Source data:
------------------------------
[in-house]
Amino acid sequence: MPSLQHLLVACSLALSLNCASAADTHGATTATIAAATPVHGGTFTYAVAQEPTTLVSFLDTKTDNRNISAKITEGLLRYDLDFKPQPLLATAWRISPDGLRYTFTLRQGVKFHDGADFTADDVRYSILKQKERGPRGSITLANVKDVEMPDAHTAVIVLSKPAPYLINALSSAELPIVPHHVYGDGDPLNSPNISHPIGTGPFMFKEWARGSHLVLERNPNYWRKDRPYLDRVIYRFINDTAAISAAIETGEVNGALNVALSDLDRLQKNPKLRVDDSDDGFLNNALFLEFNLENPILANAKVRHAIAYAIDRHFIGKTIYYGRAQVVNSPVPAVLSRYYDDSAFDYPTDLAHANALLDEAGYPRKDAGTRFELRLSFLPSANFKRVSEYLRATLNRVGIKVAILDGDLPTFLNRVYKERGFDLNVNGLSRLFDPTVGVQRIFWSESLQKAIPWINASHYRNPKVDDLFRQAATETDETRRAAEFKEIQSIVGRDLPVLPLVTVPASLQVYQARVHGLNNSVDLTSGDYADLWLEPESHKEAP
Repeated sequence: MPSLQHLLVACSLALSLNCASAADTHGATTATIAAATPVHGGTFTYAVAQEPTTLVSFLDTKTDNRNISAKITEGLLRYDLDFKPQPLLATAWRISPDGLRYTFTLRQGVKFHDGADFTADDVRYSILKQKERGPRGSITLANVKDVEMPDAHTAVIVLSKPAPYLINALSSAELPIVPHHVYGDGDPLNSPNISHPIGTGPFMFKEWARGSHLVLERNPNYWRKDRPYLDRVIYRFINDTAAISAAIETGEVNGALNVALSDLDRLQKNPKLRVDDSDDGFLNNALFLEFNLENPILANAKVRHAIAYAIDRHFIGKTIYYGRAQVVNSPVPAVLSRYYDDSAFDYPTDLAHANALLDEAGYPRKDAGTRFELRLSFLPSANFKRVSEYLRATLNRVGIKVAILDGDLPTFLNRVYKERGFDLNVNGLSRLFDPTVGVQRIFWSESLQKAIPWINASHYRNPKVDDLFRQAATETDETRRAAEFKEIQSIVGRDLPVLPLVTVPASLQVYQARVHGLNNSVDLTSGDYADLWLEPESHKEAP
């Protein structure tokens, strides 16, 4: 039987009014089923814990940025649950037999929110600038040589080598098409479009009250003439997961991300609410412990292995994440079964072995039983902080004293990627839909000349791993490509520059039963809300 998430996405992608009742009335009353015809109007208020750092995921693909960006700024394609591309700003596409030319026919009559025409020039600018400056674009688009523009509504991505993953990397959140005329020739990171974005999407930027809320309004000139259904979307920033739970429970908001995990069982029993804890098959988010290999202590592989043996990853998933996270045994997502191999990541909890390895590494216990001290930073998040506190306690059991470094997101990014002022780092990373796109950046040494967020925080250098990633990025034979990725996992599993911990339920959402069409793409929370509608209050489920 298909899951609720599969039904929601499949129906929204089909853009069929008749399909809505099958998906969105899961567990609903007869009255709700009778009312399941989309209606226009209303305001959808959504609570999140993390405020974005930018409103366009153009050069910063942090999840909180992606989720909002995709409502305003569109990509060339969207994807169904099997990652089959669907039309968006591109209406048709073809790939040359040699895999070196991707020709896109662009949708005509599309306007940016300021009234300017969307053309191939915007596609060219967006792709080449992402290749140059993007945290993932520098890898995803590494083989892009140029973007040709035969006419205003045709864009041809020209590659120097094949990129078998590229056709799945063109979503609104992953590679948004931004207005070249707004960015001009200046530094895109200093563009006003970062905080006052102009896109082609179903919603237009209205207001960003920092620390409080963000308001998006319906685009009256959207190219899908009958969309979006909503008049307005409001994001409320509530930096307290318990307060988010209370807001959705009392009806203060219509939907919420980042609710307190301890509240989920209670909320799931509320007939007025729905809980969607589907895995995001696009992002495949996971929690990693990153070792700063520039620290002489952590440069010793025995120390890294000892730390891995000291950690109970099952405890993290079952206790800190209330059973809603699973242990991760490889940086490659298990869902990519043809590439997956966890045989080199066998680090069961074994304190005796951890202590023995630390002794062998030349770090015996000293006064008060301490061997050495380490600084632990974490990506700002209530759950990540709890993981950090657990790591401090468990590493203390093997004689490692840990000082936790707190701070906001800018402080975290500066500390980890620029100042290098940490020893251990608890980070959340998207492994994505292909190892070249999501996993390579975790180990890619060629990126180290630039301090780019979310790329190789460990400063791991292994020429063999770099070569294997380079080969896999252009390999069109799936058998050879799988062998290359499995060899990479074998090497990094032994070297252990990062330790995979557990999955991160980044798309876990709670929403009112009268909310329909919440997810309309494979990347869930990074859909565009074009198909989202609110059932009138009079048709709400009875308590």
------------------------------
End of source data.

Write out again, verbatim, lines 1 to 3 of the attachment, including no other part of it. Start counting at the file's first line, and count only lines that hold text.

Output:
[in-house]
Amino acid sequence: MPSLQHLLVACSLALSLNCASAADTHGATTATIAAATPVHGGTFTYAVAQEPTTLVSFLDTKTDNRNISAKITEGLLRYDLDFKPQPLLATAWRISPDGLRYTFTLRQGVKFHDGADFTADDVRYSILKQKERGPRGSITLANVKDVEMPDAHTAVIVLSKPAPYLINALSSAELPIVPHHVYGDGDPLNSPNISHPIGTGPFMFKEWARGSHLVLERNPNYWRKDRPYLDRVIYRFINDTAAISAAIETGEVNGALNVALSDLDRLQKNPKLRVDDSDDGFLNNALFLEFNLENPILANAKVRHAIAYAIDRHFIGKTIYYGRAQVVNSPVPAVLSRYYDDSAFDYPTDLAHANALLDEAGYPRKDAGTRFELRLSFLPSANFKRVSEYLRATLNRVGIKVAILDGDLPTFLNRVYKERGFDLNVNGLSRLFDPTVGVQRIFWSESLQKAIPWINASHYRNPKVDDLFRQAATETDETRRAAEFKEIQSIVGRDLPVLPLVTVPASLQVYQARVHGLNNSVDLTSGDYADLWLEPESHKEAP
Repeated sequence: MPSLQHLLVACSLALSLNCASAADTHGATTATIAAATPVHGGTFTYAVAQEPTTLVSFLDTKTDNRNISAKITEGLLRYDLDFKPQPLLATAWRISPDGLRYTFTLRQGVKFHDGADFTADDVRYSILKQKERGPRGSITLANVKDVEMPDAHTAVIVLSKPAPYLINALSSAELPIVPHHVYGDGDPLNSPNISHPIGTGPFMFKEWARGSHLVLERNPNYWRKDRPYLDRVIYRFINDTAAISAAIETGEVNGALNVALSDLDRLQKNPKLRVDDSDDGFLNNALFLEFNLENPILANAKVRHAIAYAIDRHFIGKTIYYGRAQVVNSPVPAVLSRYYDDSAFDYPTDLAHANALLDEAGYPRKDAGTRFELRLSFLPSANFKRVSEYLRATLNRVGIKVAILDGDLPTFLNRVYKERGFDLNVNGLSRLFDPTVGVQRIFWSESLQKAIPWINASHYRNPKVDDLFRQAATETDETRRAAEFKEIQSIVGRDLPVLPLVTVPASLQVYQARVHGLNNSVDLTSGDYADLWLEPESHKEAP